Educating Desire in Aristotle

Research output: Chapter in Book/Report/Conference proceedingChapter in a book

Abstract

In this chapter, I employ Aristotle to investigate the various ways in which a person’s desires may be educated over time. I do so by considering how people may gradually shift from being vicious to virtuous. In particular, I sketch the shifts from (1) a contented vicious agent to (2) a discontented vicious agent to (3) an akratic or weak-willed agent to (4) an enkratic or strong-willed agent, and finally to (5) a fully virtuous agent. To make the transitions clear and the discussion accessible, I shall use some running examples, especially a smoker who eventually gives up. We shall see that crucial to charting the developmental processes are the agent’s reason-based evaluations and desires, on the one hand, and her perception-based responses and desires, on the other.
Original languageEnglish
Title of host publicationDesire and Human Flourishing
Subtitle of host publicationPerspectives from Positive Psychology, Moral Education and Virtue Ethics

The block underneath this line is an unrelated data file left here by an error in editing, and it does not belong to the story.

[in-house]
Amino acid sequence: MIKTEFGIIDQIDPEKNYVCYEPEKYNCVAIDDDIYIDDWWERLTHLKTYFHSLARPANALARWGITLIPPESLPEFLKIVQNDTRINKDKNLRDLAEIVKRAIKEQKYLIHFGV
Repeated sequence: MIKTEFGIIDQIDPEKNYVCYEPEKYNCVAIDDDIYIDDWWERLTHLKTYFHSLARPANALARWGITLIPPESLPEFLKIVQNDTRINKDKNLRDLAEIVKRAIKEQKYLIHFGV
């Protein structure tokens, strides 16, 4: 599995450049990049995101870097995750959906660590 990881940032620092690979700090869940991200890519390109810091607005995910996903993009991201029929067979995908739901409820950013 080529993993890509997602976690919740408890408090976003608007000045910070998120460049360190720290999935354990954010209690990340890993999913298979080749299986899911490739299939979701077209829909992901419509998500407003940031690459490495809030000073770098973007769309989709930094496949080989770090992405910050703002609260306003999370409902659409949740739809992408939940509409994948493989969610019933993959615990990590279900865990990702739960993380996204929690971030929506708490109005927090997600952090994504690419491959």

EditorsMagdalena Bosch
PublisherSpringer International Publishing AG
Chapter13
Pages183-200
Number of pages18
ISBN (Electronic)978-3-030-47001-2
ISBN (Print)978-3-030-47000-5
DOIs
Publication statusPublished - 24 Jul 2020

Publication series

NamePositive Education
PublisherSpringer
Volume3

Keywords

  • Aristotle
  • enkrateia
  • akrasia
  • Vice
  • Virtue
  • reason
  • perception
  • education
  • desire

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  • Cite this

    Pearson, G. B. (2020). Educating Desire in Aristotle. In M. Bosch (Ed.), Desire and Human Flourishing: Perspectives from Positive Psychology, Moral Education and Virtue Ethics (pp. 183-200). (Positive Education ; Vol. 3). Springer International Publishing AG. https://doi.org/10.1007/978-3-030-47001-2_13